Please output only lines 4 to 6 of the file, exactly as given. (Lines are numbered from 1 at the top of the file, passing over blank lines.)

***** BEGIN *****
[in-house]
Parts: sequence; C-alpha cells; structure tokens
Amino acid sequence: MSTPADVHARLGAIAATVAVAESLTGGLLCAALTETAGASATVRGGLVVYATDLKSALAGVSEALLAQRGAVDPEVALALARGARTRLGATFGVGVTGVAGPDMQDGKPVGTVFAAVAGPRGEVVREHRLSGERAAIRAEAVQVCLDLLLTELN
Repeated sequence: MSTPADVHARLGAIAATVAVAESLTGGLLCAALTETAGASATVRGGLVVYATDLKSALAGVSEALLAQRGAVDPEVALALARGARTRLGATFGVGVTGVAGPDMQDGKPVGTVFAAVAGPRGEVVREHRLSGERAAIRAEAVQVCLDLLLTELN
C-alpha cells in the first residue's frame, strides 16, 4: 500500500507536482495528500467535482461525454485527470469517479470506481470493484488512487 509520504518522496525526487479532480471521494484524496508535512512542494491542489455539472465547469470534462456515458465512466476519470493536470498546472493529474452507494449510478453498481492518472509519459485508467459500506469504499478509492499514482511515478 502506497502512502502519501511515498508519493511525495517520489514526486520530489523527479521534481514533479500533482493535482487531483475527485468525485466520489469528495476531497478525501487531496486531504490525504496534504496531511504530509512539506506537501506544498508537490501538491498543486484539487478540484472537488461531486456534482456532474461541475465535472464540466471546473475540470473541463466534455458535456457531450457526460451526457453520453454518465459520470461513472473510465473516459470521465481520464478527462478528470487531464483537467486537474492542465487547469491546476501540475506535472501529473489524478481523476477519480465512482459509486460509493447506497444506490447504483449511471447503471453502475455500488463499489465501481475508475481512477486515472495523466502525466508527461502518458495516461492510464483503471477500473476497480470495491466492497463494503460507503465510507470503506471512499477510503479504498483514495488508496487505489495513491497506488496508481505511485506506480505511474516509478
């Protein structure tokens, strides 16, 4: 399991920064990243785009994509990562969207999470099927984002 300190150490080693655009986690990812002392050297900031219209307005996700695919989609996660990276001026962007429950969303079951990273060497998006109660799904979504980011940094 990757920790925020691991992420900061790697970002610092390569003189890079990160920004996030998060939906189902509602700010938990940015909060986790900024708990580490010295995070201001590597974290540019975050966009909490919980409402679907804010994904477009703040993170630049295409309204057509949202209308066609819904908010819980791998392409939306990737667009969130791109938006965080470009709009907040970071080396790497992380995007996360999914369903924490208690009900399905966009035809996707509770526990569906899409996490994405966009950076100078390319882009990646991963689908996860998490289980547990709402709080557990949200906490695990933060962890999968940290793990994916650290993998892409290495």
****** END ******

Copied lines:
Repeated sequence: MSTPADVHARLGAIAATVAVAESLTGGLLCAALTETAGASATVRGGLVVYATDLKSALAGVSEALLAQRGAVDPEVALALARGARTRLGATFGVGVTGVAGPDMQDGKPVGTVFAAVAGPRGEVVREHRLSGERAAIRAEAVQVCLDLLLTELN
C-alpha cells in the first residue's frame, strides 16, 4: 500500500507536482495528500467535482461525454485527470469517479470506481470493484488512487 509520504518522496525526487479532480471521494484524496508535512512542494491542489455539472465547469470534462456515458465512466476519470493536470498546472493529474452507494449510478453498481492518472509519459485508467459500506469504499478509492499514482511515478 502506497502512502502519501511515498508519493511525495517520489514526486520530489523527479521534481514533479500533482493535482487531483475527485468525485466520489469528495476531497478525501487531496486531504490525504496534504496531511504530509512539506506537501506544498508537490501538491498543486484539487478540484472537488461531486456534482456532474461541475465535472464540466471546473475540470473541463466534455458535456457531450457526460451526457453520453454518465459520470461513472473510465473516459470521465481520464478527462478528470487531464483537467486537474492542465487547469491546476501540475506535472501529473489524478481523476477519480465512482459509486460509493447506497444506490447504483449511471447503471453502475455500488463499489465501481475508475481512477486515472495523466502525466508527461502518458495516461492510464483503471477500473476497480470495491466492497463494503460507503465510507470503506471512499477510503479504498483514495488508496487505489495513491497506488496508481505511485506506480505511474516509478
């Protein structure tokens, strides 16, 4: 399991920064990243785009994509990562969207999470099927984002 300190150490080693655009986690990812002392050297900031219209307005996700695919989609996660990276001026962007429950969303079951990273060497998006109660799904979504980011940094 990757920790925020691991992420900061790697970002610092390569003189890079990160920004996030998060939906189902509602700010938990940015909060986790900024708990580490010295995070201001590597974290540019975050966009909490919980409402679907804010994904477009703040993170630049295409309204057509949202209308066609819904908010819980791998392409939306990737667009969130791109938006965080470009709009907040970071080396790497992380995007996360999914369903924490208690009900399905966009035809996707509770526990569906899409996490994405966009950076100078390319882009990646991963689908996860998490289980547990709402709080557990949200906490695990933060962890999968940290793990994916650290993998892409290495």